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All Those Metro "Mishaps" are Expensive

In an editorial over the weekend, the Washington Post asked, "Does Metro need a full overhaul?" The editorial board's opening paragraphs pretty much summarize Metro's recent problems:

"METRO’S BOARD, which oversees all bus and rail operations, is cracking the whip on a transit system whose sundry mishaps, breakdowns and fatal accidents imperil not only passengers but also the vitality and prospects of the Washington area itself. Convinced that the status quo is no longer viable, the board has determined that nothing short of a corporate, cultural and managerial overhaul will suffice.

"Trying something new is a reasonable reaction given Metro’s sorry trajectory. The trouble is that the board — whose frustration boiled over Thursday in an extraordinarily public verbal pummeling of the agency’s safety chief, James Dougherty, who was promptly ousted — has given no indication that it has a clear idea what the new “something” should be.

"Nor does the board seem to expect that a new general manager, who may be hired in the coming months, more than a year after the last one resigned, will be capable of setting the agency on a new course."

What is the cost of these "sundry mishaps, breakdowns and fatal accidents." In addition to what Metro riders put in the farebox, and what Metro gets from the state and federal governments, Metro receives significant subsidies from local governments in Virginia and Maryland, and the District of Columbia.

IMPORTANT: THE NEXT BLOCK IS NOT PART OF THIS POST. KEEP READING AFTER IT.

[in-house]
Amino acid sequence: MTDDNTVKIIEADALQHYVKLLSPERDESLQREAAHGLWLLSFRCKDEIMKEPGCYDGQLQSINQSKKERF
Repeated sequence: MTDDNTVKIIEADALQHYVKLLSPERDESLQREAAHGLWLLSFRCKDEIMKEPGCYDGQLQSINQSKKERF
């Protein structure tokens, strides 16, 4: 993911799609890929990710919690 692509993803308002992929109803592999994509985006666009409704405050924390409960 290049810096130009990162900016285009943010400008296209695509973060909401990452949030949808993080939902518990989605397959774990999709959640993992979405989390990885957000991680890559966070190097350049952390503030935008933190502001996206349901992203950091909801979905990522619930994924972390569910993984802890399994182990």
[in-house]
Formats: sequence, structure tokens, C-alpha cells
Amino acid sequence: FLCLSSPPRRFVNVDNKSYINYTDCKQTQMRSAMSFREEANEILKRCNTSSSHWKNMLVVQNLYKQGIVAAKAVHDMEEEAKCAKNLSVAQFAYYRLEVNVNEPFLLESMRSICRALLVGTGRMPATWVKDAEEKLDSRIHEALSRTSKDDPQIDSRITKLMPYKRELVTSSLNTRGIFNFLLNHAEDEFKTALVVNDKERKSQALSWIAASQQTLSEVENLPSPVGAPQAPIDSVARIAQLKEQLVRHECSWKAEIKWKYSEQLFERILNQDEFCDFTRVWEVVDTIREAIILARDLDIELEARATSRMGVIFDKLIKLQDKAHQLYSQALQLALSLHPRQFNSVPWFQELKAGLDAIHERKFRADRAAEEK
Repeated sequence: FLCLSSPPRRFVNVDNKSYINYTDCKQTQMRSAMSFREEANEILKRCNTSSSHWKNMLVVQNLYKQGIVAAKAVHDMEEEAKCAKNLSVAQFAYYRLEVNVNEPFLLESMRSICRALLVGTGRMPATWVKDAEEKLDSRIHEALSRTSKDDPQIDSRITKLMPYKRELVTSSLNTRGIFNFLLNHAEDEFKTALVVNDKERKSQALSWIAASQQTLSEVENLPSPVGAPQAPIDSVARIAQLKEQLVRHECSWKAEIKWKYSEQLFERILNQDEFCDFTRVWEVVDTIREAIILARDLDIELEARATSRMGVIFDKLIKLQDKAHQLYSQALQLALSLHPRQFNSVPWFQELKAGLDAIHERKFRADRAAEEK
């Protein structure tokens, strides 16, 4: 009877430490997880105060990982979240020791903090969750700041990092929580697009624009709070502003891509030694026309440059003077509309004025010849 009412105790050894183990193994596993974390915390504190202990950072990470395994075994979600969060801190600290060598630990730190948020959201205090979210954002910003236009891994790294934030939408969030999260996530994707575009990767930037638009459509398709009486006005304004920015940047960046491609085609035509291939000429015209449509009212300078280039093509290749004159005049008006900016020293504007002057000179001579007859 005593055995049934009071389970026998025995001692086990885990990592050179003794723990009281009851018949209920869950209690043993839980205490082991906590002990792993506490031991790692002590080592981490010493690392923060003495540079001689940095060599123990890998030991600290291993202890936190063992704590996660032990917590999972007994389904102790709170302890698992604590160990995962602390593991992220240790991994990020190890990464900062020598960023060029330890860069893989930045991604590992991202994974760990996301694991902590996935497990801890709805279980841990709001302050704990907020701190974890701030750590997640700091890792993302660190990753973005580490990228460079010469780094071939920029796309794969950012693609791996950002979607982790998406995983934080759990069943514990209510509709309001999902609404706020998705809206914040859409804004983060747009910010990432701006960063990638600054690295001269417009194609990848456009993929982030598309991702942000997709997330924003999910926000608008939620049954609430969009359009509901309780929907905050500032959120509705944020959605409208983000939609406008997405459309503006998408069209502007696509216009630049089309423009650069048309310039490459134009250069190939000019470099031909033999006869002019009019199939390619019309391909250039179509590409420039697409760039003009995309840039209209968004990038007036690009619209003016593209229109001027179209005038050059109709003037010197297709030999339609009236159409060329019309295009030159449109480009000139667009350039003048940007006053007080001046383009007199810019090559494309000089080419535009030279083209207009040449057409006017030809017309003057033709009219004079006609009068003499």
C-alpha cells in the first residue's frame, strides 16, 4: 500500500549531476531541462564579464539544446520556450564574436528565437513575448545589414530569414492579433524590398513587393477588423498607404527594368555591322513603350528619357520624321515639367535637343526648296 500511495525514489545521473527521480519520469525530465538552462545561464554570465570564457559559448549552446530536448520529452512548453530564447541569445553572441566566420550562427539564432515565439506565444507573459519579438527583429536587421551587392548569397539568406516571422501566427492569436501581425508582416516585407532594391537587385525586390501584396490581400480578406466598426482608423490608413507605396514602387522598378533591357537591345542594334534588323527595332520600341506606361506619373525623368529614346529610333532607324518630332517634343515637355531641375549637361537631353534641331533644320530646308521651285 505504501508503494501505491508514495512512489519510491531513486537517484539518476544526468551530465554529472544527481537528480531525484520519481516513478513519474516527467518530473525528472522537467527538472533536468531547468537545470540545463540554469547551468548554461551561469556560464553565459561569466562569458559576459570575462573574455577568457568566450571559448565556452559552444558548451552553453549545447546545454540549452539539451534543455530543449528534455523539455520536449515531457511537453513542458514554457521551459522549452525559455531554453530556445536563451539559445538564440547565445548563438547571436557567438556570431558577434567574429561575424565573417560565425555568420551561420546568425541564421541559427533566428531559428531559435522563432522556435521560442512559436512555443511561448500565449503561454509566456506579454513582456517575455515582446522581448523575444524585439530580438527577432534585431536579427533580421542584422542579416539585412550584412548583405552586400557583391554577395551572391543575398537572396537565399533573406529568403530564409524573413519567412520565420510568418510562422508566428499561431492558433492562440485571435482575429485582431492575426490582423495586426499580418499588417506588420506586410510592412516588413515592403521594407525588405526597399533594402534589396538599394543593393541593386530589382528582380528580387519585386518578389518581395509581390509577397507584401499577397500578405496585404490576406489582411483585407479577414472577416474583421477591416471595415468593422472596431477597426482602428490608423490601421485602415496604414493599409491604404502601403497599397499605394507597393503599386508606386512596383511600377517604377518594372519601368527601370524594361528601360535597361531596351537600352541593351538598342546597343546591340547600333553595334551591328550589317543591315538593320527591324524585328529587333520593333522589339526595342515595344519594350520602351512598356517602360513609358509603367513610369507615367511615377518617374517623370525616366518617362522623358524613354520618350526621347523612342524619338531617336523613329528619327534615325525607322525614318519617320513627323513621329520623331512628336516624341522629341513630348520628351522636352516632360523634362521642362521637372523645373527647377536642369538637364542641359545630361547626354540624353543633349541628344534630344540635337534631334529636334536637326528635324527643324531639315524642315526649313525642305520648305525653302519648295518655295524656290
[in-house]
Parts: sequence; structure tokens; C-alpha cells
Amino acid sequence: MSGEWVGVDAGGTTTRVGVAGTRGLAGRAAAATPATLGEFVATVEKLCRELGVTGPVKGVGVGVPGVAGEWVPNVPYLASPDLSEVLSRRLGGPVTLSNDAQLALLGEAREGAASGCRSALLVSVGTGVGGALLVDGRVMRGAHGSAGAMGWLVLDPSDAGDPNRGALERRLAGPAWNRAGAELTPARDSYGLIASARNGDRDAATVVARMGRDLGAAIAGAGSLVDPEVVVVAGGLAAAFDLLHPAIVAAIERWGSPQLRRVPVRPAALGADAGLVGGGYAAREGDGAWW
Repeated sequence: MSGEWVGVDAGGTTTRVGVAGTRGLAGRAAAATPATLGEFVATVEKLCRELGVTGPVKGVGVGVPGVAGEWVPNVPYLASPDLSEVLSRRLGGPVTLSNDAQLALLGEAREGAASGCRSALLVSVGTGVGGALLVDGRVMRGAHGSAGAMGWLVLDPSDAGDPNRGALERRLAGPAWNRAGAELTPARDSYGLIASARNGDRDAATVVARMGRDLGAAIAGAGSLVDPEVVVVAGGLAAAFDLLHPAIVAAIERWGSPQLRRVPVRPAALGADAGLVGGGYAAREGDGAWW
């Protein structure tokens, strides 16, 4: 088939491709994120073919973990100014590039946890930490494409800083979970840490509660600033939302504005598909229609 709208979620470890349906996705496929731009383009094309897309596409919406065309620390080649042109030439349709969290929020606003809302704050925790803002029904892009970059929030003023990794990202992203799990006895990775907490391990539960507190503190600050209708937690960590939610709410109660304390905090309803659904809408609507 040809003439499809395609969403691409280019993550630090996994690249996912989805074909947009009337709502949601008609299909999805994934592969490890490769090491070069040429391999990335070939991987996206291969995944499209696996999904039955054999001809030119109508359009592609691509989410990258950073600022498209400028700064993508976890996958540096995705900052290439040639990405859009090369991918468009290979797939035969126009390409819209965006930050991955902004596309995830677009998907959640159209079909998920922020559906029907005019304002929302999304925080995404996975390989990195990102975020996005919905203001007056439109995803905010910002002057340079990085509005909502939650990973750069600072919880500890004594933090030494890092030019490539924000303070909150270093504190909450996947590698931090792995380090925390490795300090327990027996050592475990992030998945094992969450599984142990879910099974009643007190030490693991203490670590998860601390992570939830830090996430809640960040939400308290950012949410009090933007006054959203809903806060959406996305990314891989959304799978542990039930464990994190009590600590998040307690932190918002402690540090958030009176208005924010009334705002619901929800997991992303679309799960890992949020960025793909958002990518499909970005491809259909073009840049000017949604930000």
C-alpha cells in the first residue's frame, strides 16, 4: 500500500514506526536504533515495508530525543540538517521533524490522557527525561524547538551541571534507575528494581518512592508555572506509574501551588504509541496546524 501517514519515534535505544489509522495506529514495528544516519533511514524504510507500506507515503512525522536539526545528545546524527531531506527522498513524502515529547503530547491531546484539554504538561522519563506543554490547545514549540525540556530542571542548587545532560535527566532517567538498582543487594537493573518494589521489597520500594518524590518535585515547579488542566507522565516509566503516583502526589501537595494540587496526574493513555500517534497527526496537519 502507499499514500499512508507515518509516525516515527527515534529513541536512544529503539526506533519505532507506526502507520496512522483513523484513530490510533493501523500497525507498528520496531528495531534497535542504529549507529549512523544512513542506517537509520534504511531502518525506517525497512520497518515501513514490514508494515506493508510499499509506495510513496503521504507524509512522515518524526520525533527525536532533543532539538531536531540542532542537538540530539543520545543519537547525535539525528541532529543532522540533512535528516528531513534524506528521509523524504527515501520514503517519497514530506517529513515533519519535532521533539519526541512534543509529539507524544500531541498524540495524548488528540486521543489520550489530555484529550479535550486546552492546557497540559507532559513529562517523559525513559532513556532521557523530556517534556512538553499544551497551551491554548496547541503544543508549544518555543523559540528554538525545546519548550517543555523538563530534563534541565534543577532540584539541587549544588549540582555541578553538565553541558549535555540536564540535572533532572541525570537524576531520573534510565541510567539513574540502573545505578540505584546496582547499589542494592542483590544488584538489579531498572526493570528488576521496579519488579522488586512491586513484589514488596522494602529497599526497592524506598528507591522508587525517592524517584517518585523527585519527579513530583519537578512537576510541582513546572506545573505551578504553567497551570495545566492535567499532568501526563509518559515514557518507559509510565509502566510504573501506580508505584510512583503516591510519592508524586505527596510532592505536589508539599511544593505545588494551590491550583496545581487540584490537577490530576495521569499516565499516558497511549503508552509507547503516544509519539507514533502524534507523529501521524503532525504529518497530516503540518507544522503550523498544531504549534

Arlington County provided Metro with $11.8 million in subsidies in FY 2005. By FY 2014, the subsidies to Metro increased to $28.2 million, an increase of 138.9%, or 10.3% annually over the 10 years from FY 2005 to FY 2014.

By comparison, total general government expenditures during this 10-year period increased 4.6% annually, going from $793.4 million to $1.186 billion over the 10-year period. The foregoing numbers are from the statistical section (Table D-1) of Arlington County's FY 2014 Comprehensive Annual Financial Report.

Sure makes you wonder about the influence the Arlington County Board member, who is a member of the Washington Metropolitan Area Transit Authority (Metro) Board, has had on Metro operations. Growls readers living in Arlington County are urged to communicate with the Arlington County Board to learn just what influence membership on the Metro Board has over the efficient and economical operation of the WMATA system. Just click-on the link below:

  • Call the County Board office at (703) 228-3130

And tell them ACTA sent you.

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